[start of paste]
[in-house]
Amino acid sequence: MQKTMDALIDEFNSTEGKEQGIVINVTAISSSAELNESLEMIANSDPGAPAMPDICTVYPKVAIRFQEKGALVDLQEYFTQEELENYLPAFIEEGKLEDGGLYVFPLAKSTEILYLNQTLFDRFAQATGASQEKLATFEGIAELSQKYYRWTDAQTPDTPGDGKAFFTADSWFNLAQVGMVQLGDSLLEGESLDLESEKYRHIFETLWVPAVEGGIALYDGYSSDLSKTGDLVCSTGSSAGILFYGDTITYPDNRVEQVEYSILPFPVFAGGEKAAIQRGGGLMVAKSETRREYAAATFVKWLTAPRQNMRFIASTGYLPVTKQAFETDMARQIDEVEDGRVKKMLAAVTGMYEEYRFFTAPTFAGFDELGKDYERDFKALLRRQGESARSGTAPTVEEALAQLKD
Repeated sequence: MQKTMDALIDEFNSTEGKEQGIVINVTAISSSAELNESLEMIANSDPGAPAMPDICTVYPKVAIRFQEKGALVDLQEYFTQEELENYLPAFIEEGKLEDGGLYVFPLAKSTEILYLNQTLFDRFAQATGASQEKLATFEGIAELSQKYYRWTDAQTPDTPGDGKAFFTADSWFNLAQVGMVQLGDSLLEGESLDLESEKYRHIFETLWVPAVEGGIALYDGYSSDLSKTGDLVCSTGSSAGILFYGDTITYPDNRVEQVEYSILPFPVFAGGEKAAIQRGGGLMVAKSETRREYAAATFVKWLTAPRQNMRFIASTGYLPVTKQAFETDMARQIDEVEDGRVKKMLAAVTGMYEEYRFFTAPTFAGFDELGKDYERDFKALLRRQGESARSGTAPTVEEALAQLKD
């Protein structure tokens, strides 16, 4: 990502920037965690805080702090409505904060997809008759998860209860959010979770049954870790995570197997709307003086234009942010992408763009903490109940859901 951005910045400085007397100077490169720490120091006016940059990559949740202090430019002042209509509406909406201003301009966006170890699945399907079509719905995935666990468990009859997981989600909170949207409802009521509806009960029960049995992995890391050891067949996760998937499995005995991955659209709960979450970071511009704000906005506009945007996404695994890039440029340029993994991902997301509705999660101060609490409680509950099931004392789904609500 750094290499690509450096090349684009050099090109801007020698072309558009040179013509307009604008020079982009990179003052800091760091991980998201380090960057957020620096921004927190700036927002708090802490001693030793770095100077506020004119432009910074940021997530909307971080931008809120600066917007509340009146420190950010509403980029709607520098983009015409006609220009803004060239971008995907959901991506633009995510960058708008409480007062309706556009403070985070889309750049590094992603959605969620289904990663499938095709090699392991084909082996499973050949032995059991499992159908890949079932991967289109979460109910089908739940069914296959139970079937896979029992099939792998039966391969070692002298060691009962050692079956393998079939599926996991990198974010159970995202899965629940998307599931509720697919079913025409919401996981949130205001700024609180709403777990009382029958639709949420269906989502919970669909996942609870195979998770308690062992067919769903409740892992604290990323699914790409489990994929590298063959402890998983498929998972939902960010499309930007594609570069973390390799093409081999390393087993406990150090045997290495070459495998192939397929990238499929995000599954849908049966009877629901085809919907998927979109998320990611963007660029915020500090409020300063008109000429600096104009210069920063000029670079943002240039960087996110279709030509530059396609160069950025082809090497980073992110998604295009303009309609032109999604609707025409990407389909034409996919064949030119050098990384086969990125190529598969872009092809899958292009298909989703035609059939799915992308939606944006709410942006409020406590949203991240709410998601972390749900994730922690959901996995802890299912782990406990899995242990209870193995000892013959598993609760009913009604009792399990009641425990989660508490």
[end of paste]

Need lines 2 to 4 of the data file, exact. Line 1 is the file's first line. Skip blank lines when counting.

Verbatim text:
Amino acid sequence: MQKTMDALIDEFNSTEGKEQGIVINVTAISSSAELNESLEMIANSDPGAPAMPDICTVYPKVAIRFQEKGALVDLQEYFTQEELENYLPAFIEEGKLEDGGLYVFPLAKSTEILYLNQTLFDRFAQATGASQEKLATFEGIAELSQKYYRWTDAQTPDTPGDGKAFFTADSWFNLAQVGMVQLGDSLLEGESLDLESEKYRHIFETLWVPAVEGGIALYDGYSSDLSKTGDLVCSTGSSAGILFYGDTITYPDNRVEQVEYSILPFPVFAGGEKAAIQRGGGLMVAKSETRREYAAATFVKWLTAPRQNMRFIASTGYLPVTKQAFETDMARQIDEVEDGRVKKMLAAVTGMYEEYRFFTAPTFAGFDELGKDYERDFKALLRRQGESARSGTAPTVEEALAQLKD
Repeated sequence: MQKTMDALIDEFNSTEGKEQGIVINVTAISSSAELNESLEMIANSDPGAPAMPDICTVYPKVAIRFQEKGALVDLQEYFTQEELENYLPAFIEEGKLEDGGLYVFPLAKSTEILYLNQTLFDRFAQATGASQEKLATFEGIAELSQKYYRWTDAQTPDTPGDGKAFFTADSWFNLAQVGMVQLGDSLLEGESLDLESEKYRHIFETLWVPAVEGGIALYDGYSSDLSKTGDLVCSTGSSAGILFYGDTITYPDNRVEQVEYSILPFPVFAGGEKAAIQRGGGLMVAKSETRREYAAATFVKWLTAPRQNMRFIASTGYLPVTKQAFETDMARQIDEVEDGRVKKMLAAVTGMYEEYRFFTAPTFAGFDELGKDYERDFKALLRRQGESARSGTAPTVEEALAQLKD
């Protein structure tokens, strides 16, 4: 990502920037965690805080702090409505904060997809008759998860209860959010979770049954870790995570197997709307003086234009942010992408763009903490109940859901 951005910045400085007397100077490169720490120091006016940059990559949740202090430019002042209509509406909406201003301009966006170890699945399907079509719905995935666990468990009859997981989600909170949207409802009521509806009960029960049995992995890391050891067949996760998937499995005995991955659209709960979450970071511009704000906005506009945007996404695994890039440029340029993994991902997301509705999660101060609490409680509950099931004392789904609500 750094290499690509450096090349684009050099090109801007020698072309558009040179013509307009604008020079982009990179003052800091760091991980998201380090960057957020620096921004927190700036927002708090802490001693030793770095100077506020004119432009910074940021997530909307971080931008809120600066917007509340009146420190950010509403980029709607520098983009015409006609220009803004060239971008995907959901991506633009995510960058708008409480007062309706556009403070985070889309750049590094992603959605969620289904990663499938095709090699392991084909082996499973050949032995059991499992159908890949079932991967289109979460109910089908739940069914296959139970079937896979029992099939792998039966391969070692002298060691009962050692079956393998079939599926996991990198974010159970995202899965629940998307599931509720697919079913025409919401996981949130205001700024609180709403777990009382029958639709949420269906989502919970669909996942609870195979998770308690062992067919769903409740892992604290990323699914790409489990994929590298063959402890998983498929998972939902960010499309930007594609570069973390390799093409081999390393087993406990150090045997290495070459495998192939397929990238499929995000599954849908049966009877629901085809919907998927979109998320990611963007660029915020500090409020300063008109000429600096104009210069920063000029670079943002240039960087996110279709030509530059396609160069950025082809090497980073992110998604295009303009309609032109999604609707025409990407389909034409996919064949030119050098990384086969990125190529598969872009092809899958292009298909989703035609059939799915992308939606944006709410942006409020406590949203991240709410998601972390749900994730922690959901996995802890299912782990406990899995242990209870193995000892013959598993609760009913009604009792399990009641425990989660508490």